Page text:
The three-aisled, timber-roofed basilica of Sinai is one of the few early Christian buildings that survive intact (fig. 31). It has wide, projecting pastophoria-chapels to the east, and long, narrow side-aisles to the north and south, which lead to small, three-story towers to the west, typical of Syrian churches. The east room of the north side-aisle was originally a sacristy and perhaps library of the liturgical books while the respective bay on the south was a treasury. Two oblong rooms on the side-aisles were subdivided subsequently and converted into chapels (fig. 27).
The Holy Monastery of Sinai. Reconstruction drawing of the monastery c. 560 (PK, MMK).
The original timber roof of the basilica survives almost intact, and bears three dedicatory inscriptions, the westernmost of which is a memorial to the architect and deacon Stephanos of Aila. The other two imperial dedicatory inscriptions on the beams of the roof safely place the date of construction after the death of Theodora in the year 548, and before 560, which concurs with the current views on the time of writing the treatise On Buildings, by Procopios, the historicist of Justinian, where the church and fortress are explicitly mentioned. The monastery retains the year 557 as that of the completion of the work by tradition.
It is noteworthy that the eighteenth century Arabic inscription above the west entryway, recorded “the thirtieth year” of the reign of Justinian as the construction date of the fortress. Similar to other contemporary basilicas erected by Justinian in the Byzantine world, the new church was dedicated to the Theotokos, but at the same time, Prophet Moses was also especially revered. The team under priest Theodore that undertook the mosaic decoration of the bema apse was most probably from Constantinople, thus indicating that the decorative program commenced soon after the construction of the church. The artists were perhaps instructed on the interpretation of the multiple theological concepts by Deacon Ioannis, depicted in a small disc. Modern research has restored his identity as John of Sinai, known as John of the Ladder.
A low, rectangular narthex was soon added along the west side of the basilica. Undoubtedly, with respect to worship, the most important chapel of the Monastery is the one dedicated to the Burning Bush. From an architectural point of view, it is a rather lowly and rudimentary ground-floor addition on the axis of the east side of the Katholikon, completed around the end of the sixth century, probably during the reign of emperor Maurice (582-602) and during the time of Abbot John of Sinai (Climacus) (fig. 27).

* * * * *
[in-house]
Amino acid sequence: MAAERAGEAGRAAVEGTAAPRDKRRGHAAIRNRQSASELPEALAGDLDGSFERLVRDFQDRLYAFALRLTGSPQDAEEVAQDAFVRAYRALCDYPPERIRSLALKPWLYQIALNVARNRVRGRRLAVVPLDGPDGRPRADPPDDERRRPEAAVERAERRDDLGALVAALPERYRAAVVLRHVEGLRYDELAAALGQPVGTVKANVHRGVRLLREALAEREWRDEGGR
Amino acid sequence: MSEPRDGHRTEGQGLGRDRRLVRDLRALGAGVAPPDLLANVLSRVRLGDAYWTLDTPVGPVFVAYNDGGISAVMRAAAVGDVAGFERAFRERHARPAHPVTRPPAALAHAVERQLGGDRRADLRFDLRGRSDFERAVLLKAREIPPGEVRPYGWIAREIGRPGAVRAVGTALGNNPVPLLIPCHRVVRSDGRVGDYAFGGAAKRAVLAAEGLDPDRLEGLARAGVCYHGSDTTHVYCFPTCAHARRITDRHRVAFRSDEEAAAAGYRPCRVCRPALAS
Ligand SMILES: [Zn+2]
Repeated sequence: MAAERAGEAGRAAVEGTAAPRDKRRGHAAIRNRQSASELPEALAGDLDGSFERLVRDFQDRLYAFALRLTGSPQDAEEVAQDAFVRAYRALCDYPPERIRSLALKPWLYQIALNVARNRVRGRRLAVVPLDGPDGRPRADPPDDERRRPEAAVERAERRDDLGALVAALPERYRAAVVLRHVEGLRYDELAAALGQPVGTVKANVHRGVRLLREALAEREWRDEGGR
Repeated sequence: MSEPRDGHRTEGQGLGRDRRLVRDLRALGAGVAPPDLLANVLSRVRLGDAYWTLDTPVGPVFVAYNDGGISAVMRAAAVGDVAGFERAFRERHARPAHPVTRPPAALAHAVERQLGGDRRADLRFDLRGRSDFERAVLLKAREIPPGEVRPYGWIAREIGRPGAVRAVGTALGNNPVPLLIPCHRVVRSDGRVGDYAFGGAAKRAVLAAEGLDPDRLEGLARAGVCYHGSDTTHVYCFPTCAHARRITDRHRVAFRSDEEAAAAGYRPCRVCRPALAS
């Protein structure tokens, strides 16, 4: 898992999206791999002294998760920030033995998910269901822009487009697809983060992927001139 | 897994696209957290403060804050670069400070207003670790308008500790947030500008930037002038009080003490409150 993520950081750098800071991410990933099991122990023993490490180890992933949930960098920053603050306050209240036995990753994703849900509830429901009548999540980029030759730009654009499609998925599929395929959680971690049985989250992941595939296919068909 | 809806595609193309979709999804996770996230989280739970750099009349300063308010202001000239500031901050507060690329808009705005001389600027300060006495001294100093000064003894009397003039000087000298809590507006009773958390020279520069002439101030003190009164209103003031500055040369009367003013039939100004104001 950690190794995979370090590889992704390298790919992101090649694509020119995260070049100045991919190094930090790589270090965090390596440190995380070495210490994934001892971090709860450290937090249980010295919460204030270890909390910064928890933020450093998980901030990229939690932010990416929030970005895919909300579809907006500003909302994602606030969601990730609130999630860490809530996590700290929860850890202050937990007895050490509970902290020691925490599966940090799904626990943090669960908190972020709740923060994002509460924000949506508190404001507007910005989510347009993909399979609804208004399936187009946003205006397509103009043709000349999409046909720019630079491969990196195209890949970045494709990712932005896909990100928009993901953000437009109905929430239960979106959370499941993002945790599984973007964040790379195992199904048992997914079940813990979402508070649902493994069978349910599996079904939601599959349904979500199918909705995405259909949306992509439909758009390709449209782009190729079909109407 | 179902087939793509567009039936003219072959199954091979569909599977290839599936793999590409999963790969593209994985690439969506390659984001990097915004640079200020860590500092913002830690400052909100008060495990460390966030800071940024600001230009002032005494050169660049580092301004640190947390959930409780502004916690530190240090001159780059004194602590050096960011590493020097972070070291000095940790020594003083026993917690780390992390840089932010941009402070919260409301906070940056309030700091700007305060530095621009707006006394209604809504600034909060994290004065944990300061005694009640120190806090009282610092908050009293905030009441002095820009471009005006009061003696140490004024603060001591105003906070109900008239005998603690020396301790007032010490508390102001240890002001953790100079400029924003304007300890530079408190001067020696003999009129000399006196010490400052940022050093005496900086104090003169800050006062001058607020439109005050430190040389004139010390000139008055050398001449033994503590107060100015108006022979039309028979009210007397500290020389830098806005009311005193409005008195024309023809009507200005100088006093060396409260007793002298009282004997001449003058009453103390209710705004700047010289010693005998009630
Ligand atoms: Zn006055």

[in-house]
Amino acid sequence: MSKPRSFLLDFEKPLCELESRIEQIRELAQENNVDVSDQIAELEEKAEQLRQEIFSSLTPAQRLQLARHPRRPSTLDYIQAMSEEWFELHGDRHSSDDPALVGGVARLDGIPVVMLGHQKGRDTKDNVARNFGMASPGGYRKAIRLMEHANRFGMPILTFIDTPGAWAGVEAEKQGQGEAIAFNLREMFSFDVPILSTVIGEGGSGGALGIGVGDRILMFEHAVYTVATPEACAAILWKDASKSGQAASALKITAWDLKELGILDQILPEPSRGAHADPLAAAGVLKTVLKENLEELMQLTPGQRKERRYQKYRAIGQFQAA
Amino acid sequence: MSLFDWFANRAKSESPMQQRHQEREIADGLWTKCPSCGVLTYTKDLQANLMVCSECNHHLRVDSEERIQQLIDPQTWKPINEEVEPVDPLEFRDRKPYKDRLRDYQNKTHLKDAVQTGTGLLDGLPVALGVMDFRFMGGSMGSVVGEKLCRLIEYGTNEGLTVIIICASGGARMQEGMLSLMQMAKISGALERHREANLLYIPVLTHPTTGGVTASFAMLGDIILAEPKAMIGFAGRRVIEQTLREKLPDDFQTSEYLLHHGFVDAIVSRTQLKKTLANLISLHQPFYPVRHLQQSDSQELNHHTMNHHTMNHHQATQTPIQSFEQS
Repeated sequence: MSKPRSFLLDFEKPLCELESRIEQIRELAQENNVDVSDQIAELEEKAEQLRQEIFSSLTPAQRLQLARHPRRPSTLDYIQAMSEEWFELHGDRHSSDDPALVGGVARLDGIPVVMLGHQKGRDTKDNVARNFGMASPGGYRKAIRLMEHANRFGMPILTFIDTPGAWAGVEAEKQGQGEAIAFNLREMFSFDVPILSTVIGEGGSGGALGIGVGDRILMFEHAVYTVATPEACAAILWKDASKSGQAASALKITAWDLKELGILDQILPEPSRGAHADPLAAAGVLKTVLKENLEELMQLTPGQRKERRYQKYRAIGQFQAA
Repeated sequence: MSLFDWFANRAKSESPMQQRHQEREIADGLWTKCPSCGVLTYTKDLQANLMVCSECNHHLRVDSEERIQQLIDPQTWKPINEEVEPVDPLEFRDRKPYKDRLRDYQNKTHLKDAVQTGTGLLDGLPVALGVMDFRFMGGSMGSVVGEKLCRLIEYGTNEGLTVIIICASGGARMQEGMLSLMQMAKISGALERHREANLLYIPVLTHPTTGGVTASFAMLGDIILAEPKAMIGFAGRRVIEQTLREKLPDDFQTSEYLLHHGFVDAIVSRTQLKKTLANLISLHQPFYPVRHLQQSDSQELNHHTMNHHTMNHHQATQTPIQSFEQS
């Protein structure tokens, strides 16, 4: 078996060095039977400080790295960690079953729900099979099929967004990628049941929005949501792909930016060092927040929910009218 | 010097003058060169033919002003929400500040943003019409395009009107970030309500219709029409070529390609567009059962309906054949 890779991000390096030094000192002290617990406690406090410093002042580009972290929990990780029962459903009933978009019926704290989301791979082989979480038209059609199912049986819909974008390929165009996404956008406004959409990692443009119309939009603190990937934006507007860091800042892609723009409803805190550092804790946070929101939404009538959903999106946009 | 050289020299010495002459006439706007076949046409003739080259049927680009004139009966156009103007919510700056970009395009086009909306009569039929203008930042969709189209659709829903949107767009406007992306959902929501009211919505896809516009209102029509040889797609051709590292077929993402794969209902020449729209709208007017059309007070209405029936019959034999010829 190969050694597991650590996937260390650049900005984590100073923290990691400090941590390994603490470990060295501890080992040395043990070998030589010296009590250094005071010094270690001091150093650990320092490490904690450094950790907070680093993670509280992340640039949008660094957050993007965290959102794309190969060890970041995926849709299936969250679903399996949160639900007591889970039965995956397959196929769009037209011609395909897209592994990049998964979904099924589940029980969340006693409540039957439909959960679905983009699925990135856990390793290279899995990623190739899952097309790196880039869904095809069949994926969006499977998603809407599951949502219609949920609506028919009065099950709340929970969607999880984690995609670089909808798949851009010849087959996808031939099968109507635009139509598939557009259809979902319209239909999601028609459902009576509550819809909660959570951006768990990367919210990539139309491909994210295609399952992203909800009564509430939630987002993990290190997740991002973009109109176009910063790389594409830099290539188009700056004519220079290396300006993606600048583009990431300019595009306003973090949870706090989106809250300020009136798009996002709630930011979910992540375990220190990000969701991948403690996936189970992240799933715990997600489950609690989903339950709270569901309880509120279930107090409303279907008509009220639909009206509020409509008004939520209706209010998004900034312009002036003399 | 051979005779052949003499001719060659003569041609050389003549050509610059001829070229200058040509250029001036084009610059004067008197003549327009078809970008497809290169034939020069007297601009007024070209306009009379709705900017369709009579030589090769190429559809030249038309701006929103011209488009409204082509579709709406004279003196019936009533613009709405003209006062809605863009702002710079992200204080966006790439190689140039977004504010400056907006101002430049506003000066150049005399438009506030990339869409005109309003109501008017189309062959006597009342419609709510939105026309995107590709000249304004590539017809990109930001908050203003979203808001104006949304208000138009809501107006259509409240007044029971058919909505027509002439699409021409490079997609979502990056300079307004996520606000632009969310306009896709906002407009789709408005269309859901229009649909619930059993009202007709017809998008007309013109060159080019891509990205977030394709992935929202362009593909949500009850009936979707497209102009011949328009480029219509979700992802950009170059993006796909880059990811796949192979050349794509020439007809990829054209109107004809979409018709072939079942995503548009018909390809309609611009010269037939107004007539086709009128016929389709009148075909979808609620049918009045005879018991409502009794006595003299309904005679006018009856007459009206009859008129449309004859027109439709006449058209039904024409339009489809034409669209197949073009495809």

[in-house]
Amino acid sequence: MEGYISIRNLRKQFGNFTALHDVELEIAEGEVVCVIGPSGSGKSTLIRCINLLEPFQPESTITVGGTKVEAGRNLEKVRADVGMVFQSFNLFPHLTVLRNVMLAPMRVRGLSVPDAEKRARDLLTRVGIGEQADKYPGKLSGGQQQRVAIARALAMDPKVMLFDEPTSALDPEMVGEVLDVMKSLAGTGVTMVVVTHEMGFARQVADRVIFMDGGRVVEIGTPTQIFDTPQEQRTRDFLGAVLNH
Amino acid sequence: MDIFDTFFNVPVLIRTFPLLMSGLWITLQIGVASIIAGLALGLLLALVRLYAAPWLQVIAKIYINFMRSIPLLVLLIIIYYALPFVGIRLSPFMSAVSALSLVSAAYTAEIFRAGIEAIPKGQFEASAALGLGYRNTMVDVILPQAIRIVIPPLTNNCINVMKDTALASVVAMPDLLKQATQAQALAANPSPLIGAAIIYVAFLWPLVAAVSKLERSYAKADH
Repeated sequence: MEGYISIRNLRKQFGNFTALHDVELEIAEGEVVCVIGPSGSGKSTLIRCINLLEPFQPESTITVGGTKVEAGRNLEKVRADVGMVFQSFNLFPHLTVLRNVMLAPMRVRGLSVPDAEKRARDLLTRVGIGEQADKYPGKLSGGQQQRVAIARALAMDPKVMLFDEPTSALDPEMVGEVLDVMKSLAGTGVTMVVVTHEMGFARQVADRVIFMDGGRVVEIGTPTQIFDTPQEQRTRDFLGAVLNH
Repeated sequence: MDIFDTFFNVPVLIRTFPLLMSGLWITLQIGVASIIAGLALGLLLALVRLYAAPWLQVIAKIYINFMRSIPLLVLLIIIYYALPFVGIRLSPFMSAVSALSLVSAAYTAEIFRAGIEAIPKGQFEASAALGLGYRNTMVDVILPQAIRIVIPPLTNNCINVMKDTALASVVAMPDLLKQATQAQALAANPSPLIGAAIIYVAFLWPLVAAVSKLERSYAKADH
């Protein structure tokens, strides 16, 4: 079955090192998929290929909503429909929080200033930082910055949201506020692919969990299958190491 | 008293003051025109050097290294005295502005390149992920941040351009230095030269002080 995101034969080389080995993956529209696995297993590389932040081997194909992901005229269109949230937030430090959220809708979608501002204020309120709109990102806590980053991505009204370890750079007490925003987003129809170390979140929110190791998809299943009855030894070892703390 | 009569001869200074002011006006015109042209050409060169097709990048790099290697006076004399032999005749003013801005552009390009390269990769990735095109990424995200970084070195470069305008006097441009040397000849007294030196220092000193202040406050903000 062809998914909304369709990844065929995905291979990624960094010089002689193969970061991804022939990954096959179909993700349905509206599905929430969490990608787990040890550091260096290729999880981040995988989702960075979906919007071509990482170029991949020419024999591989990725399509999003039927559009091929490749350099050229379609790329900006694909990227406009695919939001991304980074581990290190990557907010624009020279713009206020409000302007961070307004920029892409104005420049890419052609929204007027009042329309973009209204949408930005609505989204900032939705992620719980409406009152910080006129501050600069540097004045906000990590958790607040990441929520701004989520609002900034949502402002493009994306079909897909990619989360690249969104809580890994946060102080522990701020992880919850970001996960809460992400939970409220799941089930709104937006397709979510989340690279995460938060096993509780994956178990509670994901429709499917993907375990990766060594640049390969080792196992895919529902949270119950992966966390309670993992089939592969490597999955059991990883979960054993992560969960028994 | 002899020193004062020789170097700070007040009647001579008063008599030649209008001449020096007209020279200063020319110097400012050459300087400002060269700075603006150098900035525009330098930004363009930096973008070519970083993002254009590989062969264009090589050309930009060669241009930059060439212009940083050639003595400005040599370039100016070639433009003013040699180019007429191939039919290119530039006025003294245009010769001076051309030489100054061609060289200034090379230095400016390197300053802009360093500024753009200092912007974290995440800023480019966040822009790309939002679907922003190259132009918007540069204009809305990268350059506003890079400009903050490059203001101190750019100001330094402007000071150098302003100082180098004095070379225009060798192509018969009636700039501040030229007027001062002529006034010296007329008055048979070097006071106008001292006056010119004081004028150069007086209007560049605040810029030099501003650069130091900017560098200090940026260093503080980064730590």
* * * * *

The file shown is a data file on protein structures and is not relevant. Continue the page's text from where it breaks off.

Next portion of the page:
Approaching the Holy Monastery of Sinai and its surroundings following the original path. Granite ashlar blocks were quarried from the slope on the left of the monastery, during the construction in the sixth century. Spyros Panayiotopoulos
The construction of the basilica on the summit of Mount Sinai at an altitude of 2285 meters appears to have started a little later, though still before the death of Justinian (fig. 33). This basilica replaced the initial chapel on the summit, erected by pilgrim-hermit Julian from Mesopotamia around the year 362-3, a building visited by Egeria as well. The chapel of Julian constitutes the first erected and well recorded chapel in Sinai. The Justinian basilica on the summit was three-aisled, with a five-sided apse, piers instead of columns in the nave, and also a narthex added on the west side. This basilica was most probably originally dedicated to the Holy Trinity.
About three hundred meters below, on a small plateau to the west of the Prophet Elijah chapel complex, was recently discovered a location with carved niches in the rocks and roughly hewn granite blocks. It must be here that the architectural elements of the basilica were quarried, and their haul to the top of Mount Sinai must have been a separate noteworthy technical feat.